By MICHAEL GERSTEIN
Capital News Service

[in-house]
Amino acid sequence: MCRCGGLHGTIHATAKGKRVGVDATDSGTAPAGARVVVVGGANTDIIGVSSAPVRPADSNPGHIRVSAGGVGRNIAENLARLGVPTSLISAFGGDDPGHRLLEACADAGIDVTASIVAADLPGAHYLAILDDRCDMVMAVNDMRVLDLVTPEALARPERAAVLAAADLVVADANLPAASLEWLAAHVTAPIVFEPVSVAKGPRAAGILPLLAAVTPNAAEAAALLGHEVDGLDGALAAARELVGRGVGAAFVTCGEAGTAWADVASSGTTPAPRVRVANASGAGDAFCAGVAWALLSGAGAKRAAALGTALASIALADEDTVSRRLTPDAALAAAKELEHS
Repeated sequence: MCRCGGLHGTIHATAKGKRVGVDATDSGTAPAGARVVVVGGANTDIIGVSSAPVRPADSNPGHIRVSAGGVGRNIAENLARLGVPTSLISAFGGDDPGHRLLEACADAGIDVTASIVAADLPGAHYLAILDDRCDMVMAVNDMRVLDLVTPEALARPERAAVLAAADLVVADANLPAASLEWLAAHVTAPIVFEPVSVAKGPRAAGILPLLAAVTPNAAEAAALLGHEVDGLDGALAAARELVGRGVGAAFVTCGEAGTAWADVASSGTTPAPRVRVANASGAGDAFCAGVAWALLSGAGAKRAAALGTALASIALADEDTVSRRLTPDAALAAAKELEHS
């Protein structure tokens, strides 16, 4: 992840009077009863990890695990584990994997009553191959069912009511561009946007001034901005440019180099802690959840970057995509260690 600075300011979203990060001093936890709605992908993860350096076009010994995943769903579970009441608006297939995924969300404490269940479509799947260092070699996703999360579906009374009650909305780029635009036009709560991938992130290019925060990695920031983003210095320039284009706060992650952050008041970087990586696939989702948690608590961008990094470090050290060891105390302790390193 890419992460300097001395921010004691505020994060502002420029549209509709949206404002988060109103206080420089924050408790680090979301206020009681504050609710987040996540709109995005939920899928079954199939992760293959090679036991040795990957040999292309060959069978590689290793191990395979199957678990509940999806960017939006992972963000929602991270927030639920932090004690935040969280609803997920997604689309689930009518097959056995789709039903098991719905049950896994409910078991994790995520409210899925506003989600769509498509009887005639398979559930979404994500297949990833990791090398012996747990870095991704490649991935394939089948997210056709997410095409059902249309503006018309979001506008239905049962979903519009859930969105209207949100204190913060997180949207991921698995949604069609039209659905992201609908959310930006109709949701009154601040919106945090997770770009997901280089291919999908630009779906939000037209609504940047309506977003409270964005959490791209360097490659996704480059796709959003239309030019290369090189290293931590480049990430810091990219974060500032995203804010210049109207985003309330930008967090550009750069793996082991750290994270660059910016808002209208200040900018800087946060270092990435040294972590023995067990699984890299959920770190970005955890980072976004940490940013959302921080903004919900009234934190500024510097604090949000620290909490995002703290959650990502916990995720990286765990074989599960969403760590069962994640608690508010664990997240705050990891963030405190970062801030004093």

LANSING — In the summer of 2010, more than 800,000 gallons of oil burst from a faulty Enbridge Inc. pipeline, wreaking ecological havoc as the oil passed through the Kalamazoo River, stopping just 80 miles from Lake Michigan. The rupture near Marshall caused the oil to flow 30 miles downstream before it was contained, but residual contamination persists. Last October, the Environmental Protection Agency (EPA) notified Enbridge that additional work is required to clean up the spill. Now a national study from the U.S. Government Accountability Office (GAO) is proposing measures to prevent future calamities. The GAO — a nonpartisan investigative agency of Congress — aimed the study at the Pipeline and Hazardous Materials Safety Administration, which works with state agencies to oversee pipelines carrying oil, gasoline and natural gas.